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Dissecting the cognitive phenotype of post-stroke fatigue using drift diffusion modeling of sustained attention

By Kristine M. Ulrichsen, Dag Alnæs, Knut K. Kolskår, Geneviève Richard, Anne-Marthe Sanders, Erlend S. Dørum, Hege Ihle-Hansen, Mads L. Pedersen, Sveinung Tornås, Jan E. Nordvik, Lars T. Westlye

Posted 20 Mar 2019
bioRxiv DOI: 10.1101/582502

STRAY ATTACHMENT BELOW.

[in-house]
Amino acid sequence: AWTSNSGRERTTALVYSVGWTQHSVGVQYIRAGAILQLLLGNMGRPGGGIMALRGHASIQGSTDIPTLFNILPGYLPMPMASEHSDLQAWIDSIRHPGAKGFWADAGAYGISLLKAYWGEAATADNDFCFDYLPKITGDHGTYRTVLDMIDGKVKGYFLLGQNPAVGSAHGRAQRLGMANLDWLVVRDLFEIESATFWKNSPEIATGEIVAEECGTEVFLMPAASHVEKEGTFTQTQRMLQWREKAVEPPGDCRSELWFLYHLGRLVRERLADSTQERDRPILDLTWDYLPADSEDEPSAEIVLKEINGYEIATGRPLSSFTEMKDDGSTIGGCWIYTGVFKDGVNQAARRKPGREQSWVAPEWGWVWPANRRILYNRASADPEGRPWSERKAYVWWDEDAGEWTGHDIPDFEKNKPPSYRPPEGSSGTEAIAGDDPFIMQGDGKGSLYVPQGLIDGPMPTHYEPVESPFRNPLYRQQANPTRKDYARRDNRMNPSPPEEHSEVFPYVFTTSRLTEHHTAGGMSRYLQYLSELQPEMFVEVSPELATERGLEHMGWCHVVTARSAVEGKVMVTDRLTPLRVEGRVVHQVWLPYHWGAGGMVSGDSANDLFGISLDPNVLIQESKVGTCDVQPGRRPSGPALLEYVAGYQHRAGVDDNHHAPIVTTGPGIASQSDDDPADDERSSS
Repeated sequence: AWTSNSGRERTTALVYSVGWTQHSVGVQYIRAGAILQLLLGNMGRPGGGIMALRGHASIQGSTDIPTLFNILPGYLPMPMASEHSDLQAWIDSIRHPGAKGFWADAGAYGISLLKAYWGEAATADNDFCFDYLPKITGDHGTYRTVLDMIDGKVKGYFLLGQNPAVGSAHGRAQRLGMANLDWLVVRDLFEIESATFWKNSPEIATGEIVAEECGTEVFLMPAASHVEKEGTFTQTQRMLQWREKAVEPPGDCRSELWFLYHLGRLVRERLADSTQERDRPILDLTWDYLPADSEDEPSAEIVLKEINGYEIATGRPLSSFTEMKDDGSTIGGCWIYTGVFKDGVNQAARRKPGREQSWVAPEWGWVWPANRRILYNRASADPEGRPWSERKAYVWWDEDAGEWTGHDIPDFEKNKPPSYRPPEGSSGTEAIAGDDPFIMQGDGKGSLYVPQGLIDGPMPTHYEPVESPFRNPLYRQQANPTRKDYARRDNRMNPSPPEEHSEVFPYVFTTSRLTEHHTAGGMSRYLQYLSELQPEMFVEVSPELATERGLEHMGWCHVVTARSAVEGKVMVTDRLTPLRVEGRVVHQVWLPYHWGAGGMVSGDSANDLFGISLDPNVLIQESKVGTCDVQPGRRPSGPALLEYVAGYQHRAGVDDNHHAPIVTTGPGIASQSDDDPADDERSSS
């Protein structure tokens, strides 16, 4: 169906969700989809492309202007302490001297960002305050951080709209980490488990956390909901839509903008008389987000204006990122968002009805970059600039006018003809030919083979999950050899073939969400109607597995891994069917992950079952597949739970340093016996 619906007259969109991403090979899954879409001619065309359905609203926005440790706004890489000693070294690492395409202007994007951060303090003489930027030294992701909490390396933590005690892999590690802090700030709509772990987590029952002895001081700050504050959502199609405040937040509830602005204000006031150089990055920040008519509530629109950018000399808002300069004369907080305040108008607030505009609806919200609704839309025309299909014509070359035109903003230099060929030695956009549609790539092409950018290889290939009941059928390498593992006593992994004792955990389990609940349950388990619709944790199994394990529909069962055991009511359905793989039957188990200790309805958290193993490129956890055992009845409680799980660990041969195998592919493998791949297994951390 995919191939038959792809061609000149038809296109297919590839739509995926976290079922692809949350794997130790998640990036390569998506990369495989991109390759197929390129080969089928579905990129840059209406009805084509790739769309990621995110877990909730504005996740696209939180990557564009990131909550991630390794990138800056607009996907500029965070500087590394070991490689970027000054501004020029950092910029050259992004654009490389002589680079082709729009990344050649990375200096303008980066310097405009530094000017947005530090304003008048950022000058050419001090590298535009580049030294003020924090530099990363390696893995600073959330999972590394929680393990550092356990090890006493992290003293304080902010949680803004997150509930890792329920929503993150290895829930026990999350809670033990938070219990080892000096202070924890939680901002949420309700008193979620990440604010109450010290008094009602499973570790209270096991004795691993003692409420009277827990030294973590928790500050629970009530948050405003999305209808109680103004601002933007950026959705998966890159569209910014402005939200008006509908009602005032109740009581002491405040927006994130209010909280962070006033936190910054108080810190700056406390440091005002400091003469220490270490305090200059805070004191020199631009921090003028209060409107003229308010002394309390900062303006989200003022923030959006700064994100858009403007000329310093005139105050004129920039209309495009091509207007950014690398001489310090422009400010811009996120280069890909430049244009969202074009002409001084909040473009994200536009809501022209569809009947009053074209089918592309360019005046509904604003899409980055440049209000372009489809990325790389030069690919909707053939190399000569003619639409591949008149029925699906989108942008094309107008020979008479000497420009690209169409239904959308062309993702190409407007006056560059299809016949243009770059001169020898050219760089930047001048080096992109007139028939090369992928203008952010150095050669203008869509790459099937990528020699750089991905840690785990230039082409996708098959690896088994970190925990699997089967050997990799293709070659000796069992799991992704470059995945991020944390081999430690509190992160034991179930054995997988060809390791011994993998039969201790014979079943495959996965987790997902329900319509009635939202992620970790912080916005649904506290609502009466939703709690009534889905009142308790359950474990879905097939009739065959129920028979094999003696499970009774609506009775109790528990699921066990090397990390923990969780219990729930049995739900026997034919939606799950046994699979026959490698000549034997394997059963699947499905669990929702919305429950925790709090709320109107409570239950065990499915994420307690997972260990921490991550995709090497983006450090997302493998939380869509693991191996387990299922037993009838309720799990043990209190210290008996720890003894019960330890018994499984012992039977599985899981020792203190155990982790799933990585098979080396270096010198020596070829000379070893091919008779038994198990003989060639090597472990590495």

Post-stroke fatigue (PSF) is a prevalent symptom among stroke patients. Its symptom burden is pervasive, persistent and associated with poor rehabilitation outcomes, though its mechanisms are poorly understood. Many patients with PSF experience cognitive difficulties, but studies aiming to identify cognitive correlates of PSF have been largely inconclusive. In contrast to conventional neuropsychological assessment, computational modeling of behavioral data allows for a dissection of specific cognitive processes associated with group or individual differences in fatigue. With the aim to zero in on the cognitive phenotype of PSF, we fitted a hierarchical drift diffusion model (hDDM) to response time data from Attention Network Test (ANT) obtained from 53 chronic stroke patients. The computational model accurately reconstructed the individual level response time distributions in the different ANT conditions, and hDDM regressions identified an interaction between trial number and fatigue symptoms on non-decision time, intuitively indicating that the cognitive phenotype of fatigue entails an increased vulnerability to sustained attentional effort. These novel results demonstrate the significance of considering the sustained nature of cognitive effort when defining the cognitive phenotype of post-stroke fatigue, and suggest that the use of computational approaches offers a further characterization of the specific processes underlying observed behavioral differences.

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